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Influenza

Influenza

The flu (influenza) is a viral infection affecting your nose, throat and sometimes lungs. There are three strains of the influenza virus – influenza A, B and C and all are highly contagious and can be spread by fluids from coughing or sneezing, or direct contact with these fluids on surfaces.

 

People most at risk of being infected include children, the elderly, people with suppressed immune systems and those who work in the healthcare system, long-term housing facilities or with children.  

 

The influenza virus is responsible for widespread illness across the world as the virus is able to modify itself to evade detection from our immune system and spread quickly to others.      

 

Symptoms  

The influenza virus is different to the common cold viral strains; initial symptoms are similar but tend to present more quickly and be more severe than those of a cold. Symptoms of the flu include:  

  • Coughing  
  • Sneezing  
  • Dry nose  
  • Sinus congestion  
  • High fever (100-104?F/38-40?C)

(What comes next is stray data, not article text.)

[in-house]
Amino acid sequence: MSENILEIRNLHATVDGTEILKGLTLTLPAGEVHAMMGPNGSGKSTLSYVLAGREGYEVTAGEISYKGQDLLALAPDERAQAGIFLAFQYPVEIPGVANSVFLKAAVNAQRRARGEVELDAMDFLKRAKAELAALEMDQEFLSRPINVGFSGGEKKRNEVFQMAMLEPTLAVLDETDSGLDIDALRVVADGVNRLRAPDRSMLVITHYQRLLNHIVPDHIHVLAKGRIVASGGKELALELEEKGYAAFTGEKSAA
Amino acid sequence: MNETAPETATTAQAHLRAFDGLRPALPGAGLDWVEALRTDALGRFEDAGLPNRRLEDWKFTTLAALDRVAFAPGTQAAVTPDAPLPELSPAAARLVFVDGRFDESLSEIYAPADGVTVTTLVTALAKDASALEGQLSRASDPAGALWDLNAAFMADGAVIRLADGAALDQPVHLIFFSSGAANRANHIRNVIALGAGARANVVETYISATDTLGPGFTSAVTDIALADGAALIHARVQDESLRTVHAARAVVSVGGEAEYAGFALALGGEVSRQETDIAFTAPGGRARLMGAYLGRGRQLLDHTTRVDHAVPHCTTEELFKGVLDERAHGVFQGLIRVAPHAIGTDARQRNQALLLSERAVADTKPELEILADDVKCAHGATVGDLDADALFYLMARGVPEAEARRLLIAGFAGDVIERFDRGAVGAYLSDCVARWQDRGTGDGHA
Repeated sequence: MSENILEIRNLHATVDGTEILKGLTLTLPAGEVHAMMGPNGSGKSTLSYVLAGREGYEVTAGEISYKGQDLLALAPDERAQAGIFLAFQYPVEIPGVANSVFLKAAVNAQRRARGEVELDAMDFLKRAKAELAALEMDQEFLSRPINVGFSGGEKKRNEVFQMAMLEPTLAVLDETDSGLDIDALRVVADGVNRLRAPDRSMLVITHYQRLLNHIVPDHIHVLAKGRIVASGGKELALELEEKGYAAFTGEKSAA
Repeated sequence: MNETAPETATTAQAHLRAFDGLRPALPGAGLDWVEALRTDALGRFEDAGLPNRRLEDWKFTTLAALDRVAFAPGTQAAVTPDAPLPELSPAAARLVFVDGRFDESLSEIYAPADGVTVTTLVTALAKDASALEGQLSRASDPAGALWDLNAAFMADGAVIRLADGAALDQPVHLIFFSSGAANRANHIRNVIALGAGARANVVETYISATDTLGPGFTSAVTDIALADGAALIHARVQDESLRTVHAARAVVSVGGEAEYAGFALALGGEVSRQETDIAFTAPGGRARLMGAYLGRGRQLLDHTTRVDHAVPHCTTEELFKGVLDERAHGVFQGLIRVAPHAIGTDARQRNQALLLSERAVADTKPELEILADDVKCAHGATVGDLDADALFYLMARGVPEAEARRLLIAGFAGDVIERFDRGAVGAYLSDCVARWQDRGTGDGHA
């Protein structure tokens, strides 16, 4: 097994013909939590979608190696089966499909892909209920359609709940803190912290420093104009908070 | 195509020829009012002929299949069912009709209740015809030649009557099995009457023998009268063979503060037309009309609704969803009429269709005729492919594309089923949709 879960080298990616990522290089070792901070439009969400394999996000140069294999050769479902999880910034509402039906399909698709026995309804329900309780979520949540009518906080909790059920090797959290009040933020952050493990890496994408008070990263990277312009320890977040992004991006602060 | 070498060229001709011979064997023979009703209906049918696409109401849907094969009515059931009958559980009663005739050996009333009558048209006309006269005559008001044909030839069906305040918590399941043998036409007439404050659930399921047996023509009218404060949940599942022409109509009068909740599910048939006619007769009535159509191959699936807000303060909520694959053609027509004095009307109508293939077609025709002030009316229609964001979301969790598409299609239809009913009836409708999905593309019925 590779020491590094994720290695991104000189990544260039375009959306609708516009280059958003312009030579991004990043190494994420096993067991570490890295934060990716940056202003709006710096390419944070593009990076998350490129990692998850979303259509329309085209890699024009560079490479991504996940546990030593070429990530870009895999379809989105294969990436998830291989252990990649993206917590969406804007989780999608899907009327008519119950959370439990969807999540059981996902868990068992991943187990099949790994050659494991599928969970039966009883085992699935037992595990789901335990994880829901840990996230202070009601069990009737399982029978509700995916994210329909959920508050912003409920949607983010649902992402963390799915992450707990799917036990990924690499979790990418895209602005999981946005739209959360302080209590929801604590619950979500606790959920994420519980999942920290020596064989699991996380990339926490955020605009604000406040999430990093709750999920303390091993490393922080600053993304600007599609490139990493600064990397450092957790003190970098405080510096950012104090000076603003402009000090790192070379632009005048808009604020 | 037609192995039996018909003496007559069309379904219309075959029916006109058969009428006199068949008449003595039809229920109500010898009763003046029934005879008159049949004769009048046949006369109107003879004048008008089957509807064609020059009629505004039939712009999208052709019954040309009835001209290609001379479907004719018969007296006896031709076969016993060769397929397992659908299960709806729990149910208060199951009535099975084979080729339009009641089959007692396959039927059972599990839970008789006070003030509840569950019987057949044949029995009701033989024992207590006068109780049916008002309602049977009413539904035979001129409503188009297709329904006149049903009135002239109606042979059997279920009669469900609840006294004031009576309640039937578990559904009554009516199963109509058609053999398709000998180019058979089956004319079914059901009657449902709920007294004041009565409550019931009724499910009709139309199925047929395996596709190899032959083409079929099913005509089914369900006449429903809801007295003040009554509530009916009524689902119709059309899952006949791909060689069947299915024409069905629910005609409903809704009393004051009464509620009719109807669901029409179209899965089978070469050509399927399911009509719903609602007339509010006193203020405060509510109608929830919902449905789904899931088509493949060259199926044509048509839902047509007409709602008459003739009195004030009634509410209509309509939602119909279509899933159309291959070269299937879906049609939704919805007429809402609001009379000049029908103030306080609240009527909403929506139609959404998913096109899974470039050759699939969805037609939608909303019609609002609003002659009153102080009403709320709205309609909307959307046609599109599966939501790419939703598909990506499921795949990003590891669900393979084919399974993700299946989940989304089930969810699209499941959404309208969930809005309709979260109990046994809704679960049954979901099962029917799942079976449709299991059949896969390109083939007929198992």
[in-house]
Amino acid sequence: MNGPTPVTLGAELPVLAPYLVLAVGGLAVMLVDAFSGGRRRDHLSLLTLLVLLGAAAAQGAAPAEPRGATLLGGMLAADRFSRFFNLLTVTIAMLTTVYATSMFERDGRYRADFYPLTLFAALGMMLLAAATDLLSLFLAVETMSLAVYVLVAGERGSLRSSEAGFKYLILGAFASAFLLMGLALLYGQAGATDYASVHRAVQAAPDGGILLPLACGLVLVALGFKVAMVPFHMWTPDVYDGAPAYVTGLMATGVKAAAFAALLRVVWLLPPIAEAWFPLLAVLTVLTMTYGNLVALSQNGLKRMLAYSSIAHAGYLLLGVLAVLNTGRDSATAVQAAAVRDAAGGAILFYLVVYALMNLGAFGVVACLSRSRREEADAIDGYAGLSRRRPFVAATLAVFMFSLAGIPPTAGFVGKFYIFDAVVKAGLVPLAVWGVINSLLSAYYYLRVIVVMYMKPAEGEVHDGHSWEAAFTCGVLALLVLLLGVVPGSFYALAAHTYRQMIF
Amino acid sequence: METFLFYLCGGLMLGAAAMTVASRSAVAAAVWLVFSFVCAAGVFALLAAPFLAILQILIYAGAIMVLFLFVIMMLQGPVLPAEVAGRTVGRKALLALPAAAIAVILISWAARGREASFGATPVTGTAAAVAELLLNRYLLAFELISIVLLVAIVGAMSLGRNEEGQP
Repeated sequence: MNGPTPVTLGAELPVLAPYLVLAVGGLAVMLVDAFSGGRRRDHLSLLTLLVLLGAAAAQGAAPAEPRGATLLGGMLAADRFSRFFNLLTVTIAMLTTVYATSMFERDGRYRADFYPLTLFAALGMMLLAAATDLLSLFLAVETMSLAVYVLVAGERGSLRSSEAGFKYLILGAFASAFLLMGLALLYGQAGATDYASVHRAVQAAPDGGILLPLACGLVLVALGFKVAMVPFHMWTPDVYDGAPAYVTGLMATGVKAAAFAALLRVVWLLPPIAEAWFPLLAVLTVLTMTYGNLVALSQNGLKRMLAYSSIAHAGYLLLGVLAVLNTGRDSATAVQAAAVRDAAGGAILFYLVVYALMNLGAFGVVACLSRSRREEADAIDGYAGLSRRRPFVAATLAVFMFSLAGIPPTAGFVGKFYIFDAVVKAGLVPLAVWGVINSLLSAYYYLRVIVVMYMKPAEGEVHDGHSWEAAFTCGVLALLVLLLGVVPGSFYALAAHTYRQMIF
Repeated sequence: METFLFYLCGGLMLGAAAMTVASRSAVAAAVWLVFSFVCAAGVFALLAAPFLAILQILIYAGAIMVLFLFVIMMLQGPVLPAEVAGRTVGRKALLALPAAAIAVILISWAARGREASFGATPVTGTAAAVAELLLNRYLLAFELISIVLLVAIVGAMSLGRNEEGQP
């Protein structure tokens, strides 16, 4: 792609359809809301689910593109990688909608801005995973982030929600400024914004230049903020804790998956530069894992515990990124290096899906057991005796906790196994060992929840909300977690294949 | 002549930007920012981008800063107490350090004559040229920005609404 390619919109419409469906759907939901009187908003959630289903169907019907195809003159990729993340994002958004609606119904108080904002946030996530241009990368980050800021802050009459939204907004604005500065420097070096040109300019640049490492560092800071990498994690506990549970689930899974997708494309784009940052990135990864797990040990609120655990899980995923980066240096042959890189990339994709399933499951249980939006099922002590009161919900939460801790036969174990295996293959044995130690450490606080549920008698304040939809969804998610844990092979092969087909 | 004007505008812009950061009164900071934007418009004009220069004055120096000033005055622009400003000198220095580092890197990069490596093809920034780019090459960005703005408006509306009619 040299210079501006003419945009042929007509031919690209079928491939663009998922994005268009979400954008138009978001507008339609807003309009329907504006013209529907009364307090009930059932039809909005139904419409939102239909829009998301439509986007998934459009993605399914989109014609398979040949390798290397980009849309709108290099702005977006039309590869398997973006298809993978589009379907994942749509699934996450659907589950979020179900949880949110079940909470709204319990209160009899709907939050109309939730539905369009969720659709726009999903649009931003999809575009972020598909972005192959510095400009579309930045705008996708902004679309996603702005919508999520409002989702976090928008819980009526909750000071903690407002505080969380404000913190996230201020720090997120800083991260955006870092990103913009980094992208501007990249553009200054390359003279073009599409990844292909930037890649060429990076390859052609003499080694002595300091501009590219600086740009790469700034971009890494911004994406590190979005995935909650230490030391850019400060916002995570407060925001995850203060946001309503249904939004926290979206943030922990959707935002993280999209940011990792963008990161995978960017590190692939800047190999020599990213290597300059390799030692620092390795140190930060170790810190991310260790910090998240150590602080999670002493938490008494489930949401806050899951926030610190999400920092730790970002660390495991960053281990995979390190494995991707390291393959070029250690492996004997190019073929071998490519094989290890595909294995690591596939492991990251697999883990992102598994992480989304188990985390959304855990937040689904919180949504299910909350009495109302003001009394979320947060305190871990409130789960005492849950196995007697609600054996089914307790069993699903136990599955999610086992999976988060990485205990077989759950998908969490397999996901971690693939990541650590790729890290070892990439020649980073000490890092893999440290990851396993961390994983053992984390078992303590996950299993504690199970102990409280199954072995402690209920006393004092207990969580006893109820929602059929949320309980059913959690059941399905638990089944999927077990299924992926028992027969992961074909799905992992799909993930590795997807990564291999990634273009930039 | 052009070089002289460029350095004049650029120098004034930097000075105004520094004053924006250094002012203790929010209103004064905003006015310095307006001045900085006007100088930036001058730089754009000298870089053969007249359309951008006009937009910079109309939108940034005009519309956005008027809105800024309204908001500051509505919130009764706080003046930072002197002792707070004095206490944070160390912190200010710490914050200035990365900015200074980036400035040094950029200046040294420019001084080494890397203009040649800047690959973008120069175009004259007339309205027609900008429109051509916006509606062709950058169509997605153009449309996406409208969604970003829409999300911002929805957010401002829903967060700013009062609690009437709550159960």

• Sore throat  
  • Muscle ache  
  • Severe fatigue      

 

The flu can also lead to complications such as pneumonia or inflammation of the brain or heart, which can sometimes lead to death.      

 

Prevention  

Good hygiene is one of the most important ways to help prevent the spread of the flu virus. Ensure that you always cover your nose and mouth with a tissue when you cough or sneeze and wash your hands after you sneeze or cough.  

 

The best way to control influenza is to immunise against the condition – as the flu viruses are able to mutate, it is important to receive a flu vaccine annually. The Australian government under the National Immunisation Program has an incentive which can provide the vaccination for free for those who are most at risk.      

 

Treatment  

To manage the general symptoms of the flu, it is advised you stay in bed to rest, drink sufficient fluids to maintain normal urine output and avoid exposure to dust, alcohol, fumes and tobacco smoke as much as possible. Your GP will be able to provide you with a medical certificate so you can take the time you need to recover.  If you suspect you have the flu, it’s important to see your doctor for an accurate diagnosis and treatment.      

 

Disclaimer  

The content displayed on this webpage is intended for informational purposes and is a guide only. It does not replace or substitute for professional medical advice, diagnosis or treatment.   Information contained on this webpage must be discussed with an appropriate healthcare professional before making any decisions or taking any action based on the content of this webpage.  

 

Source:  

Better Health Channel http://www.betterhealth.vic.gov.au/bhcv2/bhcarticles.nsf/pages/flu_influenza?open  

Health Direct http://www.healthdirect.gov.au/colds-and-flu

 

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